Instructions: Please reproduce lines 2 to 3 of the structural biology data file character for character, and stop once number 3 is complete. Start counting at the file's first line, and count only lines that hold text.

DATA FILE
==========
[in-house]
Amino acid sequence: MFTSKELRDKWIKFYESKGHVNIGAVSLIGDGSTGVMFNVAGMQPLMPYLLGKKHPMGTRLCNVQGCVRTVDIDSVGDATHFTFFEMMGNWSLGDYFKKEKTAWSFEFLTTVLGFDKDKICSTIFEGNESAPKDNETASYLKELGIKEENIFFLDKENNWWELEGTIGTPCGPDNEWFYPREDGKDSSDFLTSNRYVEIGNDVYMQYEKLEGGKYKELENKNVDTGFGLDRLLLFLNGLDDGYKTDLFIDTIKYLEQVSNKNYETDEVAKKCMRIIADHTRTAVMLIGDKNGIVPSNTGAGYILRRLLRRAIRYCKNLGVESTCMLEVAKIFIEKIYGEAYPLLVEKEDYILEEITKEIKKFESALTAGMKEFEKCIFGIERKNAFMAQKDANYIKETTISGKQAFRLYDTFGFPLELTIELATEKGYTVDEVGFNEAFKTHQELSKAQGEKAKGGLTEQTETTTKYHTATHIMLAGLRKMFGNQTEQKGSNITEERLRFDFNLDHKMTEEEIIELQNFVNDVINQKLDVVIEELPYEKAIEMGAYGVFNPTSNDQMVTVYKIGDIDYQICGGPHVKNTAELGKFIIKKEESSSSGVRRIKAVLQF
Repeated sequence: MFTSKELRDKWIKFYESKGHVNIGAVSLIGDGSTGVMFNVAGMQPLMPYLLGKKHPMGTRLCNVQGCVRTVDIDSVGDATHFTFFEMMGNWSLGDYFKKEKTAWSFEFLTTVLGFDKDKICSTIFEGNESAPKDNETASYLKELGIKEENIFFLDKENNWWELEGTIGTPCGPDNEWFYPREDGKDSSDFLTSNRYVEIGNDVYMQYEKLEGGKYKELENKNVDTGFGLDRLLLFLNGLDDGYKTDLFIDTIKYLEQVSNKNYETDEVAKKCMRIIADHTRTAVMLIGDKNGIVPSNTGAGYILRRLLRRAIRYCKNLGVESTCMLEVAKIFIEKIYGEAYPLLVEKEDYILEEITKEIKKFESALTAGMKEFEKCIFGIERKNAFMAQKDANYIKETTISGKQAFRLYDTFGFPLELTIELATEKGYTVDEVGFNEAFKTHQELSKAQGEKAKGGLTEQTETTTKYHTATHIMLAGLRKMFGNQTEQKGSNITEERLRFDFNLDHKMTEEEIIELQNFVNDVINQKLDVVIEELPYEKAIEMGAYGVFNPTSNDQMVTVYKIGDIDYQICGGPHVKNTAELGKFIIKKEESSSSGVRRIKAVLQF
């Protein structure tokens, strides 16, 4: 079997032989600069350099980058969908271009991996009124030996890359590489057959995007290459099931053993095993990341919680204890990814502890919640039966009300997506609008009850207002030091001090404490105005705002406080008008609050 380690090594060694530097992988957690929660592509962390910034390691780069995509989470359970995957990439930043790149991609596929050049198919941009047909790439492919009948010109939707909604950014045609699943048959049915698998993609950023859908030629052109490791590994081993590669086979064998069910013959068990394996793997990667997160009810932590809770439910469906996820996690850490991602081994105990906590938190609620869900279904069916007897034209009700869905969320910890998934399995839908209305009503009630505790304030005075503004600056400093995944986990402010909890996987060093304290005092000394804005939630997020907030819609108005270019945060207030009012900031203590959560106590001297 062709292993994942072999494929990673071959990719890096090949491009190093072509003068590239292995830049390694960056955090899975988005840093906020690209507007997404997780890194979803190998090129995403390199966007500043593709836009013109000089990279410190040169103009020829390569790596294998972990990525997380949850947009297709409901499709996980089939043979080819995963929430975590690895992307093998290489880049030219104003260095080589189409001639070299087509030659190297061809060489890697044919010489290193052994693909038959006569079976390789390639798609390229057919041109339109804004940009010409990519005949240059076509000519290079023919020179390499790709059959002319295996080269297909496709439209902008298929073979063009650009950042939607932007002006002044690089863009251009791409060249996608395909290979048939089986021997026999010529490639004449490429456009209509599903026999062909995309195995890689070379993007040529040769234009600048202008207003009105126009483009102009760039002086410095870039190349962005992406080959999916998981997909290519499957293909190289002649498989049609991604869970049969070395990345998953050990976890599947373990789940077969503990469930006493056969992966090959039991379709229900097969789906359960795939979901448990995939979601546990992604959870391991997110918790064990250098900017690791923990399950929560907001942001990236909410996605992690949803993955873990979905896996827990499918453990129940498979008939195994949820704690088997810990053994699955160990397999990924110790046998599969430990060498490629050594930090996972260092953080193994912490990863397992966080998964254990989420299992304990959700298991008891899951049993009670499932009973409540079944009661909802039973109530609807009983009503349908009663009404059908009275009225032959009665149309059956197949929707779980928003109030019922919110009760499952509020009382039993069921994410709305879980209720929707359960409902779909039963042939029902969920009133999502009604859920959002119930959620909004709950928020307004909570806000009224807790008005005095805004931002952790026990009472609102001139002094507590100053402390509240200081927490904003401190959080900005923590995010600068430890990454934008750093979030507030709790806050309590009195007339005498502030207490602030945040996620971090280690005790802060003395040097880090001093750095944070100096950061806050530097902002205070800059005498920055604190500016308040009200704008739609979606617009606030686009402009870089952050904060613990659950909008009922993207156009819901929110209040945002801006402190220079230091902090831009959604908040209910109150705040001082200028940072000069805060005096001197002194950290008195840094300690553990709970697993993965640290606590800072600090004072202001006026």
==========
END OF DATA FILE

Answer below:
Amino acid sequence: MFTSKELRDKWIKFYESKGHVNIGAVSLIGDGSTGVMFNVAGMQPLMPYLLGKKHPMGTRLCNVQGCVRTVDIDSVGDATHFTFFEMMGNWSLGDYFKKEKTAWSFEFLTTVLGFDKDKICSTIFEGNESAPKDNETASYLKELGIKEENIFFLDKENNWWELEGTIGTPCGPDNEWFYPREDGKDSSDFLTSNRYVEIGNDVYMQYEKLEGGKYKELENKNVDTGFGLDRLLLFLNGLDDGYKTDLFIDTIKYLEQVSNKNYETDEVAKKCMRIIADHTRTAVMLIGDKNGIVPSNTGAGYILRRLLRRAIRYCKNLGVESTCMLEVAKIFIEKIYGEAYPLLVEKEDYILEEITKEIKKFESALTAGMKEFEKCIFGIERKNAFMAQKDANYIKETTISGKQAFRLYDTFGFPLELTIELATEKGYTVDEVGFNEAFKTHQELSKAQGEKAKGGLTEQTETTTKYHTATHIMLAGLRKMFGNQTEQKGSNITEERLRFDFNLDHKMTEEEIIELQNFVNDVINQKLDVVIEELPYEKAIEMGAYGVFNPTSNDQMVTVYKIGDIDYQICGGPHVKNTAELGKFIIKKEESSSSGVRRIKAVLQF
Repeated sequence: MFTSKELRDKWIKFYESKGHVNIGAVSLIGDGSTGVMFNVAGMQPLMPYLLGKKHPMGTRLCNVQGCVRTVDIDSVGDATHFTFFEMMGNWSLGDYFKKEKTAWSFEFLTTVLGFDKDKICSTIFEGNESAPKDNETASYLKELGIKEENIFFLDKENNWWELEGTIGTPCGPDNEWFYPREDGKDSSDFLTSNRYVEIGNDVYMQYEKLEGGKYKELENKNVDTGFGLDRLLLFLNGLDDGYKTDLFIDTIKYLEQVSNKNYETDEVAKKCMRIIADHTRTAVMLIGDKNGIVPSNTGAGYILRRLLRRAIRYCKNLGVESTCMLEVAKIFIEKIYGEAYPLLVEKEDYILEEITKEIKKFESALTAGMKEFEKCIFGIERKNAFMAQKDANYIKETTISGKQAFRLYDTFGFPLELTIELATEKGYTVDEVGFNEAFKTHQELSKAQGEKAKGGLTEQTETTTKYHTATHIMLAGLRKMFGNQTEQKGSNITEERLRFDFNLDHKMTEEEIIELQNFVNDVINQKLDVVIEELPYEKAIEMGAYGVFNPTSNDQMVTVYKIGDIDYQICGGPHVKNTAELGKFIIKKEESSSSGVRRIKAVLQF